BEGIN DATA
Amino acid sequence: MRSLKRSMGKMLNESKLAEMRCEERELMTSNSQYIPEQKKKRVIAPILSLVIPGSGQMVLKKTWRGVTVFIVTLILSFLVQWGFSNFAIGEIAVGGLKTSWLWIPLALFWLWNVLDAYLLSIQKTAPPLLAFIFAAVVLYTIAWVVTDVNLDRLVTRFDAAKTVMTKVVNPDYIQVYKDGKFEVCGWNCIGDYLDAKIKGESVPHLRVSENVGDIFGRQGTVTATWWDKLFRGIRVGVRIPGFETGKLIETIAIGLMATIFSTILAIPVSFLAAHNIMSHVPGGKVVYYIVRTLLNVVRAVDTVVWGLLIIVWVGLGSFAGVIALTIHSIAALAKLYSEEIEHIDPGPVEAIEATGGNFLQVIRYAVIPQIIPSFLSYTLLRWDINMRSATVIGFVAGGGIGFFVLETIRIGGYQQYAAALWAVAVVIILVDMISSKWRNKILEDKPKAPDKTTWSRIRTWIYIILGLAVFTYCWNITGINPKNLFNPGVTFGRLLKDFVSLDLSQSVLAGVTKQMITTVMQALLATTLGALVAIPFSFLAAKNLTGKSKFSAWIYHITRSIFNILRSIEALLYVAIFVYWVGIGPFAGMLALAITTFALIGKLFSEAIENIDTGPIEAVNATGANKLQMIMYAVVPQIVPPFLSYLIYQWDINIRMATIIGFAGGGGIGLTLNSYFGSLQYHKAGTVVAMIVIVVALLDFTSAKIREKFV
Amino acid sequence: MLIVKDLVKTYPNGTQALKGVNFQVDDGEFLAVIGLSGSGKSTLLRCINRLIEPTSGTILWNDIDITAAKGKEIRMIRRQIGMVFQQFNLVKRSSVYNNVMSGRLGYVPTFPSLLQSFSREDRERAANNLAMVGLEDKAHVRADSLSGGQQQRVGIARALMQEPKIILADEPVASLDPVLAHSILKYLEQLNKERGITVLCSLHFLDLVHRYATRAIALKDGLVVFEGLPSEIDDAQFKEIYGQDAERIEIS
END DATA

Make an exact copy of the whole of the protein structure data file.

Amino acid sequence: MRSLKRSMGKMLNESKLAEMRCEERELMTSNSQYIPEQKKKRVIAPILSLVIPGSGQMVLKKTWRGVTVFIVTLILSFLVQWGFSNFAIGEIAVGGLKTSWLWIPLALFWLWNVLDAYLLSIQKTAPPLLAFIFAAVVLYTIAWVVTDVNLDRLVTRFDAAKTVMTKVVNPDYIQVYKDGKFEVCGWNCIGDYLDAKIKGESVPHLRVSENVGDIFGRQGTVTATWWDKLFRGIRVGVRIPGFETGKLIETIAIGLMATIFSTILAIPVSFLAAHNIMSHVPGGKVVYYIVRTLLNVVRAVDTVVWGLLIIVWVGLGSFAGVIALTIHSIAALAKLYSEEIEHIDPGPVEAIEATGGNFLQVIRYAVIPQIIPSFLSYTLLRWDINMRSATVIGFVAGGGIGFFVLETIRIGGYQQYAAALWAVAVVIILVDMISSKWRNKILEDKPKAPDKTTWSRIRTWIYIILGLAVFTYCWNITGINPKNLFNPGVTFGRLLKDFVSLDLSQSVLAGVTKQMITTVMQALLATTLGALVAIPFSFLAAKNLTGKSKFSAWIYHITRSIFNILRSIEALLYVAIFVYWVGIGPFAGMLALAITTFALIGKLFSEAIENIDTGPIEAVNATGANKLQMIMYAVVPQIVPPFLSYLIYQWDINIRMATIIGFAGGGGIGLTLNSYFGSLQYHKAGTVVAMIVIVVALLDFTSAKIREKFV
Amino acid sequence: MLIVKDLVKTYPNGTQALKGVNFQVDDGEFLAVIGLSGSGKSTLLRCINRLIEPTSGTILWNDIDITAAKGKEIRMIRRQIGMVFQQFNLVKRSSVYNNVMSGRLGYVPTFPSLLQSFSREDRERAANNLAMVGLEDKAHVRADSLSGGQQQRVGIARALMQEPKIILADEPVASLDPVLAHSILKYLEQLNKERGITVLCSLHFLDLVHRYATRAIALKDGLVVFEGLPSEIDDAQFKEIYGQDAERIEIS